Power Consumption

Bus-powered devices can configure themselves to operate within the power delivery constraints of the host port. While Thunderbolt ports are guaranteed to supply up to 15W for client devices, USB 2.0 ports are guaranteed to deliver only 2.5W (500mA @ 5V). In this context, it is interesting to have a fine-grained look at the power consumption profile of the various external drives. Using the ChargerLAB KM003C, the bus power consumption of the drives was tracked while processing the CrystalDiskMark workloads (separated by 5s intervals). The graphs below plot the instantaneous bus power consumption against time, while singling out the maximum and minimum power consumption numbers.

CrystalDiskMark Workloads - Power Consumption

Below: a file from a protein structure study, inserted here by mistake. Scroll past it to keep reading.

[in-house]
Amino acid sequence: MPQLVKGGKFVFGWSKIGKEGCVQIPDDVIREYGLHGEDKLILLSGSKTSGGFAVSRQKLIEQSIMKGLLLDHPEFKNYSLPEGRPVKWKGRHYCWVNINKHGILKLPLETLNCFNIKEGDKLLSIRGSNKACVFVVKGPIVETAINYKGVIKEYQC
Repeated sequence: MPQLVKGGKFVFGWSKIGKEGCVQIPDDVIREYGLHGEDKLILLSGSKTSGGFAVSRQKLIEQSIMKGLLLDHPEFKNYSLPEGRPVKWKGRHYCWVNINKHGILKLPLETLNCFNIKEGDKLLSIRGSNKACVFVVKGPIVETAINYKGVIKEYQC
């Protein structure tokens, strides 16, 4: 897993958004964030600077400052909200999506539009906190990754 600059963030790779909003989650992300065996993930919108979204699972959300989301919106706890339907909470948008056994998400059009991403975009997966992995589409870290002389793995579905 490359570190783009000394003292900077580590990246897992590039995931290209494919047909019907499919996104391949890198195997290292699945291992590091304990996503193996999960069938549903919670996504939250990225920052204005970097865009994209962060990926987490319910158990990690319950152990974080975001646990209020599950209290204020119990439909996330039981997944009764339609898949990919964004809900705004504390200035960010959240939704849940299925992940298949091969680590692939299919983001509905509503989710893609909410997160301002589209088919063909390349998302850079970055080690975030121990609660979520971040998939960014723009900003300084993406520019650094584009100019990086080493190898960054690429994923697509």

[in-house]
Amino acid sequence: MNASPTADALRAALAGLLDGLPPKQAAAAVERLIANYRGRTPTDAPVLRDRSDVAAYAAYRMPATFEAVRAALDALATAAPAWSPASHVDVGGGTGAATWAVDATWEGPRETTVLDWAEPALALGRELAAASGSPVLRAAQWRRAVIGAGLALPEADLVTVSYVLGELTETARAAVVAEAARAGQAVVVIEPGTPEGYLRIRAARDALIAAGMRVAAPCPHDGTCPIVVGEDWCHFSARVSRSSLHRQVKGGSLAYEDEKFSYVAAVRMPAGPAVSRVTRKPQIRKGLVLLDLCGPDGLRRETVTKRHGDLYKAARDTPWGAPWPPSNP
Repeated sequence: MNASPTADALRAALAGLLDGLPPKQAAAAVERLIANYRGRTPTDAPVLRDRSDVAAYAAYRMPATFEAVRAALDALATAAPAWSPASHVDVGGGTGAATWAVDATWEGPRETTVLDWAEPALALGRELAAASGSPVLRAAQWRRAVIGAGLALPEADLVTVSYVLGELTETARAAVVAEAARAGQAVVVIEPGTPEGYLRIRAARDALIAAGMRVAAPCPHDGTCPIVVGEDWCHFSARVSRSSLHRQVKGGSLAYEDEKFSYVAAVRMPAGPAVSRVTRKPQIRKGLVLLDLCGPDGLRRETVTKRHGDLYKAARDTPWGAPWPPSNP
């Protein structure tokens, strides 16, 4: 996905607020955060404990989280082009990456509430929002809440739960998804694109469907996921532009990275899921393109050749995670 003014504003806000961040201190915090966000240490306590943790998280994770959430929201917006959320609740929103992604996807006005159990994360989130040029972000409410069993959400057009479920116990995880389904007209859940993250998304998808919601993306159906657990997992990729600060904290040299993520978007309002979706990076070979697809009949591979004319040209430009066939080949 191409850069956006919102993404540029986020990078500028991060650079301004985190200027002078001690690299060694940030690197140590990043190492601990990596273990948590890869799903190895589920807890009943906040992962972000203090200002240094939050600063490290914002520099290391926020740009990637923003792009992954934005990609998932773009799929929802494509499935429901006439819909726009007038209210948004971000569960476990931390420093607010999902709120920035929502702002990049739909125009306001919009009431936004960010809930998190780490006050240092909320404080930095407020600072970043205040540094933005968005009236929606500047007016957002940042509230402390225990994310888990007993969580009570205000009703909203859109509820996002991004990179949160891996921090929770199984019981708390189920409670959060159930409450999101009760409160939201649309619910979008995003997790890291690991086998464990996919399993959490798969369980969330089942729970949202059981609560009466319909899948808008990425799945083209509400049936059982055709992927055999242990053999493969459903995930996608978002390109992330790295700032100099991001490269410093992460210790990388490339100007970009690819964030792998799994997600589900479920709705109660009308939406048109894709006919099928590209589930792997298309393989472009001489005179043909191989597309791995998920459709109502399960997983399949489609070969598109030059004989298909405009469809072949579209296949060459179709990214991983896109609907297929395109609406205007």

The PX10 has a peak power consumption of 4.35 W and a minimum consumption of 1.21 W. There seems to be no 'deep sleep' mode. The PX10 cuts a sorry figure in terms of power efficiency compared to the other products in the comparison list.

Final Words

The Silicon Power PX10 is currently available in three capacities - $90 for 1 TB, $140 for 2 TB, and $220 for the 4 TB version. These are aggressive price points that match / better the ones based on native UFD controllers (such as the PNY Pro Elite V2).

Based on the evaluation of different portable SSDs and the current pricing, it is clear that the performance and the value proposition (performance per dollar) for the Silicon Power PX10 is very compelling. The PX10 scores well on the consistency front too. Our main cause for concern is the use of an outdated JMicron JMS583 bridge chip resulting in disappointing power consumption numbers. An additional effect is the requirement for a better thermal solution. The metal top succeeds in dissipating some of the heat. The polycarbonate underside, despite the affixing of a thermal pad, doesn't appear to help much. As a result, the drive does seem to thermally throttle - the saving grace for the PX10 is that its competition suffers from performance loss due to running out of the SLC cache much earlier in the stress routine.